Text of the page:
Perspective from Christopher M. Larson, MD
Source:

Carreira DS, et al. Paper 16. Presented at: Arthroscopy Association of North America and American Orthopaedic Society for Sports Medicine Specialty Day; March 17 and 18, 2021 (virtual meeting).

Disclosures: Carreira reports he receives consulting fees from Biomet and ConMed, and research support from Arthrex.
March 25, 2021
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Labral degeneration prior to hip arthroscopy yielded worse functional outcomes

Perspective from Christopher M. Larson, MD
Source:

Carreira DS, et al. Paper 16. Presented at: Arthroscopy Association of North America and American Orthopaedic Society for Sports Medicine Specialty Day; March 17 and 18, 2021 (virtual meeting).

Disclosures: Carreira reports he receives consulting fees from Biomet and ConMed, and research support from Arthrex.
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Patients with greater than 50% labral degeneration prior to hip arthroscopy had worse hip specific functional outcomes at a minimum 2-year follow-up, according to results.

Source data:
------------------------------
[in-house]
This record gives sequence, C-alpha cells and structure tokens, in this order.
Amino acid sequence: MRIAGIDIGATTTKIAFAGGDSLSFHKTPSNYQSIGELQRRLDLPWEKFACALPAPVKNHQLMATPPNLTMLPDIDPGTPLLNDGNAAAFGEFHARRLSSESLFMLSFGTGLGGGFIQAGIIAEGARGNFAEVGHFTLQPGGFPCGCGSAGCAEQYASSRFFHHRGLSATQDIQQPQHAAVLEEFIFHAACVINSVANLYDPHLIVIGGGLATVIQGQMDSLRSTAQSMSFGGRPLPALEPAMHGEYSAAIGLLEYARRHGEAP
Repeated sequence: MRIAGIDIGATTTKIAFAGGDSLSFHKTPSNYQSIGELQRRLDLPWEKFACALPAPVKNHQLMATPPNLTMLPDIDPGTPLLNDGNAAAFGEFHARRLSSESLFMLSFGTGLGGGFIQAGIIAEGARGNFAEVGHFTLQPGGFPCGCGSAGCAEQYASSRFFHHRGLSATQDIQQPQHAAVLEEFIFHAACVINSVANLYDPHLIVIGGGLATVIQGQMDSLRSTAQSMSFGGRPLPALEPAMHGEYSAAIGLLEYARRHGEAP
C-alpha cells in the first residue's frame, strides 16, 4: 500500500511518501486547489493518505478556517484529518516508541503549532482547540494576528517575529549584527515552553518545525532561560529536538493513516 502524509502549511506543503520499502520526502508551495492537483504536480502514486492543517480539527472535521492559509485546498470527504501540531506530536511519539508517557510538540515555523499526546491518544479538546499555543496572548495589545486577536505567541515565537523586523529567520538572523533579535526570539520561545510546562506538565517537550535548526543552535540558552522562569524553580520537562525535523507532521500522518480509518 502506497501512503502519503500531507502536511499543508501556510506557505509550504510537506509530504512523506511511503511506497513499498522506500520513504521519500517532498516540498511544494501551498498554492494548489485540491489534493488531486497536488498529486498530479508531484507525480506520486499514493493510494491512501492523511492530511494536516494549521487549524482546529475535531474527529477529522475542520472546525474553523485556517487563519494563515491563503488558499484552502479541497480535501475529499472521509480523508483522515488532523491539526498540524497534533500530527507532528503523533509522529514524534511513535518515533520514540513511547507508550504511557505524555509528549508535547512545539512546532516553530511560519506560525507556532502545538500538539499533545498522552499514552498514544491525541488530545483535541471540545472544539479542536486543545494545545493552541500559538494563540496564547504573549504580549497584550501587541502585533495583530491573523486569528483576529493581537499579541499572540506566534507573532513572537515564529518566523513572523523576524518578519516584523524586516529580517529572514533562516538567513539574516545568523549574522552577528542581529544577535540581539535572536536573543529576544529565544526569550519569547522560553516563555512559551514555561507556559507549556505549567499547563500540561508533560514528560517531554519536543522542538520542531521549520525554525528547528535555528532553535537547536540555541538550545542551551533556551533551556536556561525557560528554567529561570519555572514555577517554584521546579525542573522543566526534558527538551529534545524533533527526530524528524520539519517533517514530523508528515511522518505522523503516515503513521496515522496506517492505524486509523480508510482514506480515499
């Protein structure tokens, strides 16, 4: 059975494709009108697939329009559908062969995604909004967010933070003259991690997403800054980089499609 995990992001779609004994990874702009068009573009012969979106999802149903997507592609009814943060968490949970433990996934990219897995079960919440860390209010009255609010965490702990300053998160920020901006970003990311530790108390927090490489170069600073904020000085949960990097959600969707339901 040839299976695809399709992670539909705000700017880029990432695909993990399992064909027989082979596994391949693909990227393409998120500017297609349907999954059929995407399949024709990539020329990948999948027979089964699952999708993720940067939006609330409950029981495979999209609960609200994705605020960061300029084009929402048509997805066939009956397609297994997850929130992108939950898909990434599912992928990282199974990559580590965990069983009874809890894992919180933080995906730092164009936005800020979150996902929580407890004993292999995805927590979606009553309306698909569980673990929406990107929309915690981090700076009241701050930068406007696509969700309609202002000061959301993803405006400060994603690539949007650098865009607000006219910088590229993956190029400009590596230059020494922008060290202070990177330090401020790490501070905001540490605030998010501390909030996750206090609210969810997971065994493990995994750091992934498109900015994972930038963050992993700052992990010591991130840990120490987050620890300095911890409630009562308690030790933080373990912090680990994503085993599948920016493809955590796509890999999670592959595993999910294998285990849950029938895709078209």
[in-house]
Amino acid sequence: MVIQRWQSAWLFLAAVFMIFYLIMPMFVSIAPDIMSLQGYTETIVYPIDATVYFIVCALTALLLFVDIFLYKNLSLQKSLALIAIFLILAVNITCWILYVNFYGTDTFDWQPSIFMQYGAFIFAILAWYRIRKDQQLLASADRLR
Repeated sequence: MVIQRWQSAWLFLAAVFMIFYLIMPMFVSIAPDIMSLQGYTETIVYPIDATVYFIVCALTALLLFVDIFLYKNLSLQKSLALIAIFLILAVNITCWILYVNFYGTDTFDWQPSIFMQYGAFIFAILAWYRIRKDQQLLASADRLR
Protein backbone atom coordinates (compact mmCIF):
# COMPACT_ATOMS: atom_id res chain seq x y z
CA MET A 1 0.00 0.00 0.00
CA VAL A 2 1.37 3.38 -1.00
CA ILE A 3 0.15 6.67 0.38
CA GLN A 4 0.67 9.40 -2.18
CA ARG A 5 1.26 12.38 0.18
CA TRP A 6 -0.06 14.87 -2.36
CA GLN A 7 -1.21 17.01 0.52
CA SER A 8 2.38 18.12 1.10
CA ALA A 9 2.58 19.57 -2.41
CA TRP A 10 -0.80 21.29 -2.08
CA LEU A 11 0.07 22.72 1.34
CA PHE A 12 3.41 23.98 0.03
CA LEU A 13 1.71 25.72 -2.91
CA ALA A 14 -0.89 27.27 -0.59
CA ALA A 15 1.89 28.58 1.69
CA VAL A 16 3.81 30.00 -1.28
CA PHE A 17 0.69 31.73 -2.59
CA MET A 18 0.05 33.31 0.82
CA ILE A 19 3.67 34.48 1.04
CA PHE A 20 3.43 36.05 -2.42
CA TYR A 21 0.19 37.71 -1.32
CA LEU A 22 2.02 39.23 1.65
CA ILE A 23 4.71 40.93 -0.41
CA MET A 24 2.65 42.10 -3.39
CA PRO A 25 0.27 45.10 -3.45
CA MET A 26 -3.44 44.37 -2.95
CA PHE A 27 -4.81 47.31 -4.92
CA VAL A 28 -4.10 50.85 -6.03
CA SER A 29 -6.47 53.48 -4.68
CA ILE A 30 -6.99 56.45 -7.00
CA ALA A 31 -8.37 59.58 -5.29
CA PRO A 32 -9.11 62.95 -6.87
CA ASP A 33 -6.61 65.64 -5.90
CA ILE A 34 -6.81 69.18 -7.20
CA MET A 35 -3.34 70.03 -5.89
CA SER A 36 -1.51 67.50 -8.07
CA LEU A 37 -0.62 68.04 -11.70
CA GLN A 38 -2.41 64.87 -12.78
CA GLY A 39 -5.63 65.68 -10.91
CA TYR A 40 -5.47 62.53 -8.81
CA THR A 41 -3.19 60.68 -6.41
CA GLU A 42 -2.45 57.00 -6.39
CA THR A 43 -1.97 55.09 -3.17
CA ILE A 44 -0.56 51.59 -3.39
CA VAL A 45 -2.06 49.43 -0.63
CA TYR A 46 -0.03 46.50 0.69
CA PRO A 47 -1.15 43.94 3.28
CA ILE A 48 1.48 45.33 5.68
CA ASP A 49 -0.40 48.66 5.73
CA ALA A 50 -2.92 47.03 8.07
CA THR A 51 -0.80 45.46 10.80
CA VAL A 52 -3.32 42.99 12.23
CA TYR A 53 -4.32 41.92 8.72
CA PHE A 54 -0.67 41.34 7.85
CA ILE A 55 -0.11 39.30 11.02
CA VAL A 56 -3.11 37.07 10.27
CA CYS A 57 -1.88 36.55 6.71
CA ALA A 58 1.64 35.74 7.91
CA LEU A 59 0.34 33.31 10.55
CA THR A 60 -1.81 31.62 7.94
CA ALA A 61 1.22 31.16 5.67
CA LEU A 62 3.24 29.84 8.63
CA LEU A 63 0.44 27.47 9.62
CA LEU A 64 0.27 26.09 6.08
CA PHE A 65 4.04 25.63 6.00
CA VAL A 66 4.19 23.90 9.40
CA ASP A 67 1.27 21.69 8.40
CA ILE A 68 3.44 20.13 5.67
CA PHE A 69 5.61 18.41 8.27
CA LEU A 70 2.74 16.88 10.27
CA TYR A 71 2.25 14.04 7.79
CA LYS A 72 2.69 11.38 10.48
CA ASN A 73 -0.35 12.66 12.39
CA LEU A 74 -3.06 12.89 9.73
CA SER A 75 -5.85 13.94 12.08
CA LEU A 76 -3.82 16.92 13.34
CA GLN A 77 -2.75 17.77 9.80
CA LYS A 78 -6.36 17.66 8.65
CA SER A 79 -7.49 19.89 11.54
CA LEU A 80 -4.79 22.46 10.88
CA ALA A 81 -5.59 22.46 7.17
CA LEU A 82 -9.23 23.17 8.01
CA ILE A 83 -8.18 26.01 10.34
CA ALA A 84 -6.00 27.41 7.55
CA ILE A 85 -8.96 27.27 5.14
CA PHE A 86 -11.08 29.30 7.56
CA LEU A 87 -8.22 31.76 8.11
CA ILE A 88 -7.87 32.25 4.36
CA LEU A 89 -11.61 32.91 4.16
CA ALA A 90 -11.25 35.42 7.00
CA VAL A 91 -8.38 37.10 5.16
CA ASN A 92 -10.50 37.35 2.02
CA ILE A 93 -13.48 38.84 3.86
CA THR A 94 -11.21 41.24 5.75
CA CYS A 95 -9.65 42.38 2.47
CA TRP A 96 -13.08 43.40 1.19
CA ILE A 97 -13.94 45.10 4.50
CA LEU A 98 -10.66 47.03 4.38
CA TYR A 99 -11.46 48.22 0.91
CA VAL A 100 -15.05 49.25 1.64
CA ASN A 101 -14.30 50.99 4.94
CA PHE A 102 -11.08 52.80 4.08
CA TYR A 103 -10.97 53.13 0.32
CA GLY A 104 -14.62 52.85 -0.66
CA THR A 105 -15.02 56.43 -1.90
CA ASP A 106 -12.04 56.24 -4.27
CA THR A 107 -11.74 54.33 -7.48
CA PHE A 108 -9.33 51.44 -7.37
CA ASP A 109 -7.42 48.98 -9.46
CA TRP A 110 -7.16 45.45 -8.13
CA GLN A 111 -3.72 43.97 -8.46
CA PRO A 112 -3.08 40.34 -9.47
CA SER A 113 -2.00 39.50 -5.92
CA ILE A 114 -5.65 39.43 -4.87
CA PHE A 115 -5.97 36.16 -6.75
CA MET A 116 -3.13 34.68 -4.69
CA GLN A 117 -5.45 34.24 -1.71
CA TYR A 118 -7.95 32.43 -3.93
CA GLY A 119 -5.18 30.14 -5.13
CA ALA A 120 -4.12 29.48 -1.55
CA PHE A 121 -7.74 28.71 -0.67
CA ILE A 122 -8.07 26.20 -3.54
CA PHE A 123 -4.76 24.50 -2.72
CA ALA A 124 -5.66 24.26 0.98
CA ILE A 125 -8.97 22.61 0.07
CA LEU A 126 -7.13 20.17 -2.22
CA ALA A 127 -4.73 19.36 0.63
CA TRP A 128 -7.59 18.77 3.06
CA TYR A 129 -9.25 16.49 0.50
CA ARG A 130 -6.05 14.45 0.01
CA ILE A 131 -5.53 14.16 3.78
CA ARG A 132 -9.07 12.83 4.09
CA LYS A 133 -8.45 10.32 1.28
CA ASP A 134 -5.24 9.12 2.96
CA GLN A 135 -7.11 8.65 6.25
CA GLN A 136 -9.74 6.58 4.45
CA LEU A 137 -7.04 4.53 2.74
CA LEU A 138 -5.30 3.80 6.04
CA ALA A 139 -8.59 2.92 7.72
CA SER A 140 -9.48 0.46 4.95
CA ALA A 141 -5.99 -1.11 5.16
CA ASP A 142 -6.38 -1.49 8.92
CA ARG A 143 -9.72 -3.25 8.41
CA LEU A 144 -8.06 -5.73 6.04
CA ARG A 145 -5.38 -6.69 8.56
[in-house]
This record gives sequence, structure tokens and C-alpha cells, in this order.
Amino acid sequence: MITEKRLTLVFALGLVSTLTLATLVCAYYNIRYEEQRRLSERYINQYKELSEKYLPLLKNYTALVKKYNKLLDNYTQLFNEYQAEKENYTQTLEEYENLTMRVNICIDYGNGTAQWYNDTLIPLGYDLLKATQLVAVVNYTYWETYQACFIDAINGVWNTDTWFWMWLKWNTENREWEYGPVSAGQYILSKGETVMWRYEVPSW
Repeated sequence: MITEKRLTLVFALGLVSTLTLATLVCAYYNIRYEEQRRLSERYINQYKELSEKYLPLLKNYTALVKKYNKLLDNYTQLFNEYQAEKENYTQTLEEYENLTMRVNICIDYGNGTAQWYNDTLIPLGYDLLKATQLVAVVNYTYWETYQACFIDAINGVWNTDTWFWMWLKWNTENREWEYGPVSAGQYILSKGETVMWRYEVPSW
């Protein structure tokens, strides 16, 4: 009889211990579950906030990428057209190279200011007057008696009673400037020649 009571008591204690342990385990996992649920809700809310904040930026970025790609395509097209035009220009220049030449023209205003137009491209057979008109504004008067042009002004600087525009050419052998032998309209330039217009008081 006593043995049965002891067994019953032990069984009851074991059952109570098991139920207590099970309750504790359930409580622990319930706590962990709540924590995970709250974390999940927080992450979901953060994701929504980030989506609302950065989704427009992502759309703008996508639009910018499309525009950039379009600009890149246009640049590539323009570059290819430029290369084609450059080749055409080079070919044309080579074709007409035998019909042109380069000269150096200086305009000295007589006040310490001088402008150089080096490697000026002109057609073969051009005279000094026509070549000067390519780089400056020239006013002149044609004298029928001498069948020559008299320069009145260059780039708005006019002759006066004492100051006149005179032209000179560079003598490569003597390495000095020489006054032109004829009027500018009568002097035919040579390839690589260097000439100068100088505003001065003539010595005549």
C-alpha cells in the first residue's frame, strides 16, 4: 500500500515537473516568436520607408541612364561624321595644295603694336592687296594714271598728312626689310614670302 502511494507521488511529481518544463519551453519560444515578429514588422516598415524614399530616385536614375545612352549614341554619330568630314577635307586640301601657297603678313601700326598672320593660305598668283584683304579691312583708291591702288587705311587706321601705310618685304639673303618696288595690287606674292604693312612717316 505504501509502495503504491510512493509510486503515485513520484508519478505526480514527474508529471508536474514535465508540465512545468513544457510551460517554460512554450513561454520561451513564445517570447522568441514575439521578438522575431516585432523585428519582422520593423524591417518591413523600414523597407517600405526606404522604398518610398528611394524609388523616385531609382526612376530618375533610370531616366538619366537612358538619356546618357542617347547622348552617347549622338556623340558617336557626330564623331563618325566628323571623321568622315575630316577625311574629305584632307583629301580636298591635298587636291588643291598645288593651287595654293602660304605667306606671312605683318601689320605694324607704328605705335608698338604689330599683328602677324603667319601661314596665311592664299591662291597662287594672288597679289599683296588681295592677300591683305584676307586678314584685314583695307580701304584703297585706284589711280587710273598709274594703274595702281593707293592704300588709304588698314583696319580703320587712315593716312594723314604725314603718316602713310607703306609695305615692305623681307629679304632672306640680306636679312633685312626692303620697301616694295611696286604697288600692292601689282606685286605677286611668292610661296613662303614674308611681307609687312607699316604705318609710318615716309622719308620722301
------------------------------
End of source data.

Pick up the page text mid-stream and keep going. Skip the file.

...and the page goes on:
In this multicenter study, Dominic S. Carreira, MD, and colleagues categorized 613 patients into groups based on whether they had less than 50% labral degeneration (n=473; control group) or greater than 50% labral degeneration (labral degeneration group; n=140) prior to arthroscopic hip surgery. At a minimum 2-year follow-up, researchers collected International Hip Outcome Tool-12 (iHOT-12) scores, as well as minimal clinically important difference, substantial clinical benefit and patient-acceptable symptom state (PASS).

In his presentation at the Arthroscopy Association of North America and American Orthopaedic Society for Sports Medicine Specialty Day, Carreira noted patients with labral degeneration had worse baseline scores, with a preoperative iHOT-12 score of 33 vs. 37 in the control group. The groups also had significant differences in 2-year iHOT-12 outcome scores, as well as significant differences in minimal clinically important difference of 10%, PASS of 16% and substantial clinical benefit of 16%, according to Carreira.

When acetabular cartilage damage was reviewed as a possible confounder, Carreira said investigators found some degree of acetabular cartilage damage documented in about half of the study group for both patients in the degenerated and control group.

“In looking at our results, we also did a logistic regression model controlling for baseline iHOT-12, age, BMI and gender, and labral degeneration was found to be an independent negative predictor of achieving all clinical significant thresholds as a difference,” Carreira said in his presentation. “This is noted with odds ratios in minimal clinical important difference, PASS and, again, substantial clinical benefit.”